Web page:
Formula One, Can-Am and F5000 entrant and constructor Don Nichols passed away on August 21, at the age of 92.
Nichols was one of only three Americans ever to field a winning car in a World Championship Formula One Grand Prix—omitting, of course, the 10 years when the Indy 500 was a World Championship counter. Like Dan Gurney and Roger Penske, the other two, he was an ambitious and energetic man who was always looking forward. His Shadow operation existed for less than a decade, yet in that time won races in Formula One and Formula 5000, as well as taking further victories in the Can-Am and winning the last Can-Am championship.
Missouri native Nichols served with the U.S. Army during World War II and the Korean War, then stayed on in Japan after the war, ostensibly as a dealer in Goodyear and Firestone tires. He returned home in 1968 to establish Advanced Vehicle Systems, aiming to tackle the virtually rule-free Can-Am series. Upon signing Trevor Harris to design the first AVS Shadow, Nichols asked him to deliver a car with minimal frontal area for the 1970 season, and this direction led to the marque’s name. What would have less frontal area than a two-dimensional Shadow?
By 1973, Nichols felt ready to take sponsor Universal Oil Products Into F1, and the Tony Southgate-designed DN1 allowed George Follmer to score a point in his F1 debut and stand on the podium after his third GP, but then progress stalled. Peter Revson, signed to lead the team in ’74, was killed in a testing accident before the season’s third race. He was replaced by Welsh comingman Tom Pryce who, along with Jean-Pierre Jarier, gave the team a formidable lineup. Jarier flashed brilliance in the next year’s DN5, qualifying fastest for the season’s first two races before being let down by mechanical failures. Jarier departed at season’s end, leaving Pryce as team leader, but then he died in a freak accident during the South African GP. His replacement, Australian Alan Jones, gave Nichols his long-sought Grand Prix win in Austria later that summer, but that would be the pinnacle of the F1 effort as the team was crippled by crucial staff defections.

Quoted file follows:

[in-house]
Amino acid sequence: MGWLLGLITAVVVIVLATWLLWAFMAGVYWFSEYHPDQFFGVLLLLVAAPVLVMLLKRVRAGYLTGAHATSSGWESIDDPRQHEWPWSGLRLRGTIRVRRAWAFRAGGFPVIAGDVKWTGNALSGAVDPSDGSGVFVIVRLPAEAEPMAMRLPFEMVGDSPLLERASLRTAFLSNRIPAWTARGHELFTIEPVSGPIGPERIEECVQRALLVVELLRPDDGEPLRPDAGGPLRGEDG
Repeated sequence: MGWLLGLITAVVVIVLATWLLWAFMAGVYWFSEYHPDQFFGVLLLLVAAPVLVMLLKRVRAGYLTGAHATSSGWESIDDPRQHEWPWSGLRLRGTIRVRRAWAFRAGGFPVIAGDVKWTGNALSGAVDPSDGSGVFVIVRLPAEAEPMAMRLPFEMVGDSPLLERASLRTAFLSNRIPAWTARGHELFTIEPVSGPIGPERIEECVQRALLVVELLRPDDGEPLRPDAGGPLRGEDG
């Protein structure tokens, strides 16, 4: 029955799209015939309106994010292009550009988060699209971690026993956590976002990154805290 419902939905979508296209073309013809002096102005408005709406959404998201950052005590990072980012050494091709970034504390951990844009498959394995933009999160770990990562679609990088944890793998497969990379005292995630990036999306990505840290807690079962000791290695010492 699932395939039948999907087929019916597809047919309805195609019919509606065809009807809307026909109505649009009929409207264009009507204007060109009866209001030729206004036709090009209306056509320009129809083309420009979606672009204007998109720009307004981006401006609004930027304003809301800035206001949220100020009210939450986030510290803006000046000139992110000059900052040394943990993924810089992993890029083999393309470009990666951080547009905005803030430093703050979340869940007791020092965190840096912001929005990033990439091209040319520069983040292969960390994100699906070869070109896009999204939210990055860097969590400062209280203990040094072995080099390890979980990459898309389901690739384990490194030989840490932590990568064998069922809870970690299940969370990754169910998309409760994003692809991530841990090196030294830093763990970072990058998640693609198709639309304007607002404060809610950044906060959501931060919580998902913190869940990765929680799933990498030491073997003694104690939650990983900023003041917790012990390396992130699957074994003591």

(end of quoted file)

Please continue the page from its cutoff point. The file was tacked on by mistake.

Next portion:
The story was brighter in the Can-Am, especially during the 1974 season when Follmer and Jackie Oliver dominated the wide-open series’ final season with DN4s as the Englishman took the title. Nichols filled the void by turning to Formula 5000, then enjoying its highest popularity, but the Southgate-designed, Dodge-powered DN6 was barely a match for the dominant Lola T332s, and Oliver managed but a single win with it in the series’ last season.
In recent years the reclusive Nichols had made himself more visible, attending many vintage races to enjoy seeing his cars racing once again.